IndyCar Grand Prix Race Review: Bush League Stuff

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When winner Will Power’s accent degenerates to the point where it’s more affectation than Aussie, you know you’ve landed in IndyCar’s outback. The predictable and unpalatable Penske win from pole was the Cap’n’s 200th in the sport. It was also, to quote Quintana, “bush league stuff.”

During ABC’s unremarkable, out-the-door-and-it-shows pre-race show, Scott Goodyear pontificated that he wasn’t sure his fellow Canuck Robert Wickens “is a rookie.” Well Mr. also-ran, we’re positive that he is. Next, Power predicted a good race with “lots of passing,” all merely proving that he’s a better driver than prognosticator.

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The GP’s Great Leader Tony George gave the command to start engines while in the booth they droned on about the perils of turn 1. Upon taking the green they went at least four wide in what’s hopefully a harbinger of things to come in the 500, going hard into the sharp right hander that is the GP’s first turn. By turn 2 there was the predictable trouble on track.

Upon first glance and according to the booth, ECR’s rookie Jordan King hit Pags, sending both off course and into the gravel pit. After starting seventh, Pags was able to keep it going and bring it home to a respectable eighth place showing. On the same opening lap, Pigot also ran off course after hitting a curb and wildly flying through the air, hitting an unfortunate Sato after landing and bouncing. Poor Spencer was penalized for the avoidable contact, but soldiered on to finish 15th. Meanwhile, his teammate King got stuck in the gravel trap, bringing out the first caution of the day.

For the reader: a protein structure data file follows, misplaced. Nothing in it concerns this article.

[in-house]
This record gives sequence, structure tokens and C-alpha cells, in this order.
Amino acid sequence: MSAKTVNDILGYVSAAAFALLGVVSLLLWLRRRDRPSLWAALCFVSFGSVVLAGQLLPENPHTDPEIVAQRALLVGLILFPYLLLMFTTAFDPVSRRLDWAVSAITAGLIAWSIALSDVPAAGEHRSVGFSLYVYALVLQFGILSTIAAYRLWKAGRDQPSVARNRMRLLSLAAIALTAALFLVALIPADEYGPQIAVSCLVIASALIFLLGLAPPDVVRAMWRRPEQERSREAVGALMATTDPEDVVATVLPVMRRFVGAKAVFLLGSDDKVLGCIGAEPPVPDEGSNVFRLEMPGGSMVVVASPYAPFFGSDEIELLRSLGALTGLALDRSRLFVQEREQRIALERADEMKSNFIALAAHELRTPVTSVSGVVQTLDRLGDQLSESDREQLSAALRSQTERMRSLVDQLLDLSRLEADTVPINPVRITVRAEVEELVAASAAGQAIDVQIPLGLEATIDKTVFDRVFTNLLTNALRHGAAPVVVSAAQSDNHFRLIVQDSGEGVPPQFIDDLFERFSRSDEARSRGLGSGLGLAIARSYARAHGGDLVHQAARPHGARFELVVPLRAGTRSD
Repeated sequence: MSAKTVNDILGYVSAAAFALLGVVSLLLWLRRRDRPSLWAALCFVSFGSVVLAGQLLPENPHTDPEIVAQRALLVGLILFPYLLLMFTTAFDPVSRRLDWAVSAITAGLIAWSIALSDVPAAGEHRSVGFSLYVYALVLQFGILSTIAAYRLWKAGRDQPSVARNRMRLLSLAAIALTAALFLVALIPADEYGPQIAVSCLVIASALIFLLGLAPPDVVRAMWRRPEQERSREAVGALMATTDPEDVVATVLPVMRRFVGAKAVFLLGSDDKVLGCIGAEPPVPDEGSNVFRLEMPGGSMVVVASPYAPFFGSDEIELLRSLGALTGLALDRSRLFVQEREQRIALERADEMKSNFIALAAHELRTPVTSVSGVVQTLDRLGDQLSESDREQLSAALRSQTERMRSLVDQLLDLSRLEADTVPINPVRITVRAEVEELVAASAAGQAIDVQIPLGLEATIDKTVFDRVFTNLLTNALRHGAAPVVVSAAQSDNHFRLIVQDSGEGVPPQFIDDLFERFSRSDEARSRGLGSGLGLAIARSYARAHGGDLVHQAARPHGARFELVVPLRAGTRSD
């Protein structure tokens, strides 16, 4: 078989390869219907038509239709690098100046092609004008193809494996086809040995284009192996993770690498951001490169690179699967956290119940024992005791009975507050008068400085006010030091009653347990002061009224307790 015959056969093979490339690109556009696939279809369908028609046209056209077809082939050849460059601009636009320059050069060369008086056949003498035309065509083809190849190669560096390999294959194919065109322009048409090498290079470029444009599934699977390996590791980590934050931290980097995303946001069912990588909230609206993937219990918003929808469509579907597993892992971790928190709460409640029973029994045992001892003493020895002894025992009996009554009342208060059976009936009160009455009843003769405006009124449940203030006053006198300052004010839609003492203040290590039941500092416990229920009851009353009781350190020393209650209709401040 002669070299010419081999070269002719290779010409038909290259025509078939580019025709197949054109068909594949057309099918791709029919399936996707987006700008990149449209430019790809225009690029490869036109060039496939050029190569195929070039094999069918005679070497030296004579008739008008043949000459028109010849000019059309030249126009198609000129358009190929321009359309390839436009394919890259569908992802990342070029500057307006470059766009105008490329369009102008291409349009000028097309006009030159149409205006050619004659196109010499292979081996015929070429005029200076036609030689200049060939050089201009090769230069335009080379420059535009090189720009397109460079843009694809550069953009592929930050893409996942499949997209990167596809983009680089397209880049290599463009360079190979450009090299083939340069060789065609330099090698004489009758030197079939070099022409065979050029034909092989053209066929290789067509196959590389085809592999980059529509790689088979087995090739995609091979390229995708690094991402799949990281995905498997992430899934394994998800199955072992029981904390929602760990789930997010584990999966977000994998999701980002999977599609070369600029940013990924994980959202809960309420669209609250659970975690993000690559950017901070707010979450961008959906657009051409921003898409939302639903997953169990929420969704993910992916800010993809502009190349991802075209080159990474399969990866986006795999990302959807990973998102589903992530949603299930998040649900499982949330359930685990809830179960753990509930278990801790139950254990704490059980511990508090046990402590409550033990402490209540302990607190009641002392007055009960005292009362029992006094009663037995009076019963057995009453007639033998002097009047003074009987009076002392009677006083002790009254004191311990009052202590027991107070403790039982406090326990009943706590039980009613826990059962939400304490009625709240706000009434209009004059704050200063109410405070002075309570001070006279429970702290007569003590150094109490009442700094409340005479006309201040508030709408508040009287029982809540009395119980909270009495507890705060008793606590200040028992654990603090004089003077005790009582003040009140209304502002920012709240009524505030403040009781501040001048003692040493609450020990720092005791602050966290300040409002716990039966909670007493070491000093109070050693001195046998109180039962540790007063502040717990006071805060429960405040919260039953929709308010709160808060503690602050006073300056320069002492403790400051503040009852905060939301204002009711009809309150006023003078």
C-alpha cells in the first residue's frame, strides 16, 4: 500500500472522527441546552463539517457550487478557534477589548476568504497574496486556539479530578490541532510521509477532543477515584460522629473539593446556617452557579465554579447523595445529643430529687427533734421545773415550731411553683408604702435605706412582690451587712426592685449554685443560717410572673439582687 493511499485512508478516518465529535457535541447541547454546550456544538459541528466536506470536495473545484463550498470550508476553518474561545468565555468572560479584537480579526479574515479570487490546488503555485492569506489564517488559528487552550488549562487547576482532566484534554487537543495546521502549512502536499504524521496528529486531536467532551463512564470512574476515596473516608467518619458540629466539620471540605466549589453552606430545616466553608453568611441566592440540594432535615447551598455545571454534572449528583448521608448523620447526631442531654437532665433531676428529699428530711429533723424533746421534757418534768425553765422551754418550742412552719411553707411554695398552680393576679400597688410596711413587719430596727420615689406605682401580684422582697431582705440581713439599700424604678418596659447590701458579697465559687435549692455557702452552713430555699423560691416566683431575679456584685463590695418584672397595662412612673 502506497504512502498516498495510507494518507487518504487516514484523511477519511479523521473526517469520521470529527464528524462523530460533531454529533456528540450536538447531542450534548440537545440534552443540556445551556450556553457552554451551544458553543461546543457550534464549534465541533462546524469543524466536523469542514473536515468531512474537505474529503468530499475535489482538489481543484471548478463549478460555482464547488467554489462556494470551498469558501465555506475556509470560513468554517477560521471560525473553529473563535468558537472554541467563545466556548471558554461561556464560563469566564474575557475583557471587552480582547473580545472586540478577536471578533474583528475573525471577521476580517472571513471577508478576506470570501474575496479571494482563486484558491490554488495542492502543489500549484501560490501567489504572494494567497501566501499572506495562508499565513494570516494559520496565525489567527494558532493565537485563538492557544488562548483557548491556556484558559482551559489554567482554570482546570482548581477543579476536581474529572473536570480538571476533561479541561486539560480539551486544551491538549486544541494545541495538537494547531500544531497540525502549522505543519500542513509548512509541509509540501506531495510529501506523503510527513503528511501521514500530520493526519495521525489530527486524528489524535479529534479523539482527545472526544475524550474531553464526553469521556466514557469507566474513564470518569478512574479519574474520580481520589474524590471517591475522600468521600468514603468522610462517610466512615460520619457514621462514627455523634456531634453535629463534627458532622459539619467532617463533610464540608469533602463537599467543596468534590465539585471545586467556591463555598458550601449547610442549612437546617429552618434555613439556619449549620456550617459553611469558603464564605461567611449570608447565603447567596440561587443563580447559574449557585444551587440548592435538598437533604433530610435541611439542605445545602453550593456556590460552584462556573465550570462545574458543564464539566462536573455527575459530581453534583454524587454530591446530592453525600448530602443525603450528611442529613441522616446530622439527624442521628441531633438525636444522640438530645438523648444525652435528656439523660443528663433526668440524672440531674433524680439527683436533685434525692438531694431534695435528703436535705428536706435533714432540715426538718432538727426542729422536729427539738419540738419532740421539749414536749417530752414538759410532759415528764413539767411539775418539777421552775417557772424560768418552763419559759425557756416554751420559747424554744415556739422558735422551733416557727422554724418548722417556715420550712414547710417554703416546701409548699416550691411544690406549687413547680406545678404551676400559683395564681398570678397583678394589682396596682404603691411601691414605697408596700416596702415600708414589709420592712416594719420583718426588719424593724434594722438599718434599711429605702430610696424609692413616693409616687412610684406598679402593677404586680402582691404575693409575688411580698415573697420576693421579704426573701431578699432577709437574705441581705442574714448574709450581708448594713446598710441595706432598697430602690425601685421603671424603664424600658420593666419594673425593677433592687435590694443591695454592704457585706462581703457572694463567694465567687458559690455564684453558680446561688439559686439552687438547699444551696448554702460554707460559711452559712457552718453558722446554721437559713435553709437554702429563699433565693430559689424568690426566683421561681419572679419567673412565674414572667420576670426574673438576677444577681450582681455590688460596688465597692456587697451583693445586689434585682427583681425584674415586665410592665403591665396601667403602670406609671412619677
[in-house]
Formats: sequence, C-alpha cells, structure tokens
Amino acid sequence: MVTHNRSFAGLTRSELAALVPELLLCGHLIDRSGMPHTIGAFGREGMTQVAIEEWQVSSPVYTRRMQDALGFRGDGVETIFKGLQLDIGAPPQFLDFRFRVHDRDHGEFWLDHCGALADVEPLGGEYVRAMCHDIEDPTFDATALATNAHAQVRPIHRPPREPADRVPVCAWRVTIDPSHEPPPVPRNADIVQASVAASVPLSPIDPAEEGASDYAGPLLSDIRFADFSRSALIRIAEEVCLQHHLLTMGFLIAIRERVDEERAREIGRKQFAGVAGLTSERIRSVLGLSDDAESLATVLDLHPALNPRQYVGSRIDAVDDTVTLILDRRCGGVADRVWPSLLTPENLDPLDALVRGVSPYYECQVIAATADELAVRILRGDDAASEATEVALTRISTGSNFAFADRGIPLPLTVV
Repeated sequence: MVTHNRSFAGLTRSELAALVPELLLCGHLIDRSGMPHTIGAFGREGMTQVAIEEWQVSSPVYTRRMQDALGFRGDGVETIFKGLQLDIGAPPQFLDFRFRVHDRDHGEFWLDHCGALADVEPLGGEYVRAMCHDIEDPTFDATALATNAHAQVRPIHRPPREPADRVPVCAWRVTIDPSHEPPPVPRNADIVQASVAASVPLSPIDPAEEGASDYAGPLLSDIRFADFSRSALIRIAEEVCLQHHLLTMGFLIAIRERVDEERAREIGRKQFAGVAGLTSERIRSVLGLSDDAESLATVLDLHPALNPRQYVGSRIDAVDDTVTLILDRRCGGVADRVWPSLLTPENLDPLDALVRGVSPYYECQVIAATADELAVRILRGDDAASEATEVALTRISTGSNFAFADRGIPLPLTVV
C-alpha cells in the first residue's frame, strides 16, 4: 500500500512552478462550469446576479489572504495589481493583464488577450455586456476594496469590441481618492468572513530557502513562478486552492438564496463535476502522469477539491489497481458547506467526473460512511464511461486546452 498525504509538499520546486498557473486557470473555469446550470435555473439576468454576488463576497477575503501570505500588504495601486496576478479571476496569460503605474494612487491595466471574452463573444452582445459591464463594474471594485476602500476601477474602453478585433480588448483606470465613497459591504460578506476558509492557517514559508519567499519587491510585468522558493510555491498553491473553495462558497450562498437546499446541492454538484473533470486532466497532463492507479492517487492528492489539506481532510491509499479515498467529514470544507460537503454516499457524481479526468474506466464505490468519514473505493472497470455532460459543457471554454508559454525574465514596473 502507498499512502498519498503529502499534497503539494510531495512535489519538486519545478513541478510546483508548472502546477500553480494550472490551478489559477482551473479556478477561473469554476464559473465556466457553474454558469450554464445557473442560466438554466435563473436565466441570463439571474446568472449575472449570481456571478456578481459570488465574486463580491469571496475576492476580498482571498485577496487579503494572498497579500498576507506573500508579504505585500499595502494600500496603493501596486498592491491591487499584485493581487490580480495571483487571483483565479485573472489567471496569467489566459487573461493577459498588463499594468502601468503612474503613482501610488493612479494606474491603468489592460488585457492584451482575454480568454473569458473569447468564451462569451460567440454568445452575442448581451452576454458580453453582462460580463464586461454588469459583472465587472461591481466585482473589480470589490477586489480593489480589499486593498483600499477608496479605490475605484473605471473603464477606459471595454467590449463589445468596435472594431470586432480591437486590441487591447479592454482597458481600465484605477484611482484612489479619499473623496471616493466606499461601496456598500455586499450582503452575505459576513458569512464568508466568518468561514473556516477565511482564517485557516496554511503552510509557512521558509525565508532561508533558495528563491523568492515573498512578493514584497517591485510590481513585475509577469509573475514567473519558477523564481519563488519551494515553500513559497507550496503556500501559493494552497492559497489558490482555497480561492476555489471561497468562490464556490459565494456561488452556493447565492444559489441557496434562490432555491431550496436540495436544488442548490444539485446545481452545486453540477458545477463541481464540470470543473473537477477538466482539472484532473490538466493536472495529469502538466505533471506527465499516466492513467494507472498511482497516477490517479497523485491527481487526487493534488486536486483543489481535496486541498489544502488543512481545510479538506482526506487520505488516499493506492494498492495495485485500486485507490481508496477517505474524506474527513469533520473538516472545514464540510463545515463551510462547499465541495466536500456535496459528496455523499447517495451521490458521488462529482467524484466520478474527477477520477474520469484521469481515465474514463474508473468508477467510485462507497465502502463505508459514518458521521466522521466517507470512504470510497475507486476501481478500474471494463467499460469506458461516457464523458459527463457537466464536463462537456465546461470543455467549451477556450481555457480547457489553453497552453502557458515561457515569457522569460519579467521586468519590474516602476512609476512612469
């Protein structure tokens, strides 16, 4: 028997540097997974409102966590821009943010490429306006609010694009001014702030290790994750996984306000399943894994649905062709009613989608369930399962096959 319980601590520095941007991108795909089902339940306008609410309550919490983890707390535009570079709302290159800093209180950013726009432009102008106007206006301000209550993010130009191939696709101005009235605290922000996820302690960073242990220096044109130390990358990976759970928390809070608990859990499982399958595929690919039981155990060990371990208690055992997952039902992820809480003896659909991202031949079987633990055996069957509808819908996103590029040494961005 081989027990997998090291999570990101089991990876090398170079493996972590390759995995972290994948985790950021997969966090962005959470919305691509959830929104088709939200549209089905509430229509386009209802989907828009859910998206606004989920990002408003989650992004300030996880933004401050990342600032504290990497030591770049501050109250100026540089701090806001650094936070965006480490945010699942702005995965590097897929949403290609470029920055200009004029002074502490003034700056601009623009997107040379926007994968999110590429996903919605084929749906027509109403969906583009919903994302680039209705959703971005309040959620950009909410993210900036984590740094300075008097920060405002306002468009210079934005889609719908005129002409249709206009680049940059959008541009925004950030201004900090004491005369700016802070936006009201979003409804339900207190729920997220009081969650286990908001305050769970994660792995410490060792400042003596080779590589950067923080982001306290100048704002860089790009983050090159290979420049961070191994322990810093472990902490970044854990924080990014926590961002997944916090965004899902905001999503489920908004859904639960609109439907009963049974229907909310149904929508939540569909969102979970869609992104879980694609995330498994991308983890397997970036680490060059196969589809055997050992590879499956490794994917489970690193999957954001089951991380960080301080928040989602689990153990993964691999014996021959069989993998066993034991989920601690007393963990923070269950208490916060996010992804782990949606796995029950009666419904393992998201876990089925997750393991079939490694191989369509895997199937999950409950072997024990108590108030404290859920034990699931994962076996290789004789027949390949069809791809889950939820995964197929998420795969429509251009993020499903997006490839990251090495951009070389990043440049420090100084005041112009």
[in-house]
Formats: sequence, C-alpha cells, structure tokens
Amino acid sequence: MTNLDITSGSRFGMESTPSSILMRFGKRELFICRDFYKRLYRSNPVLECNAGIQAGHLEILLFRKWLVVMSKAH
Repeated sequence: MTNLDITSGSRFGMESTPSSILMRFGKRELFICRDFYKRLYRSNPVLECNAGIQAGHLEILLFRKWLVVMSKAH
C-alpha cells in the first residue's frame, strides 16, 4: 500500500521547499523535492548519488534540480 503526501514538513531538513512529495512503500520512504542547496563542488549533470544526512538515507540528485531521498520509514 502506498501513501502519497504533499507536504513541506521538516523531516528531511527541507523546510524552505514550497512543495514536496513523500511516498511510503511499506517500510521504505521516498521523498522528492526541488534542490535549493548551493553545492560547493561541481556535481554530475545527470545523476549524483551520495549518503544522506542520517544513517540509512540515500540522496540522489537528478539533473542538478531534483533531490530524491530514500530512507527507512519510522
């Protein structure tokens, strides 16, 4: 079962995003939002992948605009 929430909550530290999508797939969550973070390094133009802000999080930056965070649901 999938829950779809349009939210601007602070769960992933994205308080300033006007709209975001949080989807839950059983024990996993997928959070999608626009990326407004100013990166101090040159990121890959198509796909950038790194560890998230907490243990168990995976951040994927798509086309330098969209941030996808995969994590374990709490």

Cutting through the ABC crew’s confusion, replays showed Pags only went wide after being hit by his teammate Helio, who is as you may have heard fresh off retirement. Only then, and after checking up, Continue reading

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IndyCar GP Predictions and Prognostications: ‘Worthless and Weak!’

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When pondering the eternal question of what to do with one’s life, the answer probably isn’t spending two hours of your Saturday watching ABC’s coverage of IndyCars racing ‘round IMS’ infield at interstate speeds. Happily, and thanks to our wildly successful prognostications, now you won’t have to. Our sensible suggestion: have a toga party, instead!

IRR’s special prediction for this so-called race, which we made our thoughts relatively clear on with “Preview: F-ing F-1’s F-ing F-up,” is tedium times ten. Put another way the grand prix is, as Neidermeyer so memorably said, “worthless and weak!” Since its inception in 2014 when Pags finished first for Schmidt Peterson, Team Penske’s won every GP, usually going away. Both Pags and Power now have triumphed twice, making the event interesting only if you’re a Cap’n’s sycophant type of fan. In which case, of course, you too are worthless and weak.

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Our pick for pole is obviously Penske, for in addition to the above appalling stat – merely the latest in a long line of ‘em – the team’s swept the last three. The only exception came during that laughable inaugural Indy GP, featuring SeSaav’s infamous standing start stall on pole for the now defunct KV Racing. Pags won from P4 in that embarrassment, but since then Power’s won from pole twice including last year, while Pags again triumphed from P1 in 2016 for Penske. Sounds like a compelling afternoon of racing, doesn’t it?